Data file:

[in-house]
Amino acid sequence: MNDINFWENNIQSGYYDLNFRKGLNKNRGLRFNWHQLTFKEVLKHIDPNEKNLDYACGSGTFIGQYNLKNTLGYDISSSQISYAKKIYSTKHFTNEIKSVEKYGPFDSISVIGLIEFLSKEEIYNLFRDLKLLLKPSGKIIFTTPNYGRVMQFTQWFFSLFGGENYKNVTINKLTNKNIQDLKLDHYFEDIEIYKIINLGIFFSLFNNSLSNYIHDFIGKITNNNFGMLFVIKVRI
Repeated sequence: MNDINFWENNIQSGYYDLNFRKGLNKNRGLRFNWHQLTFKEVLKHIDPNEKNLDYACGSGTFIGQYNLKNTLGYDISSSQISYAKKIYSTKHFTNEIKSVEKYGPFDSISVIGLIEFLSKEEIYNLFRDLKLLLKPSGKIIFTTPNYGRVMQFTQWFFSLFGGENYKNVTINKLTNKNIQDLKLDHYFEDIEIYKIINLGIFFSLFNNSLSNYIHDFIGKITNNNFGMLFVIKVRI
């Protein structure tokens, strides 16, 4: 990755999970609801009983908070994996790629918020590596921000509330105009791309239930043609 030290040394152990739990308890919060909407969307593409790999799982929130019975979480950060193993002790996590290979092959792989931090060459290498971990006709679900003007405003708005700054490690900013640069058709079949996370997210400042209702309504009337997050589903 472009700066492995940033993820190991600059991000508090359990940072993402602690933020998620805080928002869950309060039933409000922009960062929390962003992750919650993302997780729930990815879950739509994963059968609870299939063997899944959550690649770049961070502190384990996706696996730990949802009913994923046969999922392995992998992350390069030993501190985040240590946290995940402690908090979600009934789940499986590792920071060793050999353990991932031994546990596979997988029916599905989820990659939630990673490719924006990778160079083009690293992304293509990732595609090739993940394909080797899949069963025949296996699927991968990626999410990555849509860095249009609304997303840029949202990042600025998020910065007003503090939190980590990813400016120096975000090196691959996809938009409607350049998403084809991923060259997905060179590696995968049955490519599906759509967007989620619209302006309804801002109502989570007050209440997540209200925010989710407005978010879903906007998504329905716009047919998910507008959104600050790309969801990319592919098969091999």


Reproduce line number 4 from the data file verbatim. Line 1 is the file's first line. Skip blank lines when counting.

């Protein structure tokens, strides 16, 4: 990755999970609801009983908070994996790629918020590596921000509330105009791309239930043609 030290040394152990739990308890919060909407969307593409790999799982929130019975979480950060193993002790996590290979092959792989931090060459290498971990006709679900003007405003708005700054490690900013640069058709079949996370997210400042209702309504009337997050589903 472009700066492995940033993820190991600059991000508090359990940072993402602690933020998620805080928002869950309060039933409000922009960062929390962003992750919650993302997780729930990815879950739509994963059968609870299939063997899944959550690649770049961070502190384990996706696996730990949802009913994923046969999922392995992998992350390069030993501190985040240590946290995940402690908090979600009934789940499986590792920071060793050999353990991932031994546990596979997988029916599905989820990659939630990673490719924006990778160079083009690293992304293509990732595609090739993940394909080797899949069963025949296996699927991968990626999410990555849509860095249009609304997303840029949202990042600025998020910065007003503090939190980590990813400016120096975000090196691959996809938009409607350049998403084809991923060259997905060179590696995968049955490519599906759509967007989620619209302006309804801002109502989570007050209440997540209200925010989710407005978010879903906007998504329905716009047919998910507008959104600050790309969801990319592919098969091999």